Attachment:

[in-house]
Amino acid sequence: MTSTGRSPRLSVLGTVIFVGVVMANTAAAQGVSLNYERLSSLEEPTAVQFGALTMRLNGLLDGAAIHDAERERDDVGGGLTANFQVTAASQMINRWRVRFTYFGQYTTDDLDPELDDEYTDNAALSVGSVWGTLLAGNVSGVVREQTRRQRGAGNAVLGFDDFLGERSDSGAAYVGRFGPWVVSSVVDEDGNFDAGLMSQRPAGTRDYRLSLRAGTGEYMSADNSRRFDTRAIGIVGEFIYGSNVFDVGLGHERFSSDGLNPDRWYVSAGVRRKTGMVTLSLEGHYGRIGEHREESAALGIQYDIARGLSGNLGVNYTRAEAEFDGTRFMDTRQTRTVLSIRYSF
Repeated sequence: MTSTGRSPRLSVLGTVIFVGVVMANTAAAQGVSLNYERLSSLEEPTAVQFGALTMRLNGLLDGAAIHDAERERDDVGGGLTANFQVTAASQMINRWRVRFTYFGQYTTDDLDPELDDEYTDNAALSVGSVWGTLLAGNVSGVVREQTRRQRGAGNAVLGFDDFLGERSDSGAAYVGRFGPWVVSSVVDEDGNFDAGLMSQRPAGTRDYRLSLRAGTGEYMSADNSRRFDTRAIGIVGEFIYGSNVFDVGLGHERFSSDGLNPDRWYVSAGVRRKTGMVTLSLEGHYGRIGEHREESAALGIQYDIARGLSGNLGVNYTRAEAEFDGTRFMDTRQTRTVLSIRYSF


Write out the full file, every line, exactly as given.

[in-house]
Amino acid sequence: MTSTGRSPRLSVLGTVIFVGVVMANTAAAQGVSLNYERLSSLEEPTAVQFGALTMRLNGLLDGAAIHDAERERDDVGGGLTANFQVTAASQMINRWRVRFTYFGQYTTDDLDPELDDEYTDNAALSVGSVWGTLLAGNVSGVVREQTRRQRGAGNAVLGFDDFLGERSDSGAAYVGRFGPWVVSSVVDEDGNFDAGLMSQRPAGTRDYRLSLRAGTGEYMSADNSRRFDTRAIGIVGEFIYGSNVFDVGLGHERFSSDGLNPDRWYVSAGVRRKTGMVTLSLEGHYGRIGEHREESAALGIQYDIARGLSGNLGVNYTRAEAEFDGTRFMDTRQTRTVLSIRYSF
Repeated sequence: MTSTGRSPRLSVLGTVIFVGVVMANTAAAQGVSLNYERLSSLEEPTAVQFGALTMRLNGLLDGAAIHDAERERDDVGGGLTANFQVTAASQMINRWRVRFTYFGQYTTDDLDPELDDEYTDNAALSVGSVWGTLLAGNVSGVVREQTRRQRGAGNAVLGFDDFLGERSDSGAAYVGRFGPWVVSSVVDEDGNFDAGLMSQRPAGTRDYRLSLRAGTGEYMSADNSRRFDTRAIGIVGEFIYGSNVFDVGLGHERFSSDGLNPDRWYVSAGVRRKTGMVTLSLEGHYGRIGEHREESAALGIQYDIARGLSGNLGVNYTRAEAEFDGTRFMDTRQTRTVLSIRYSF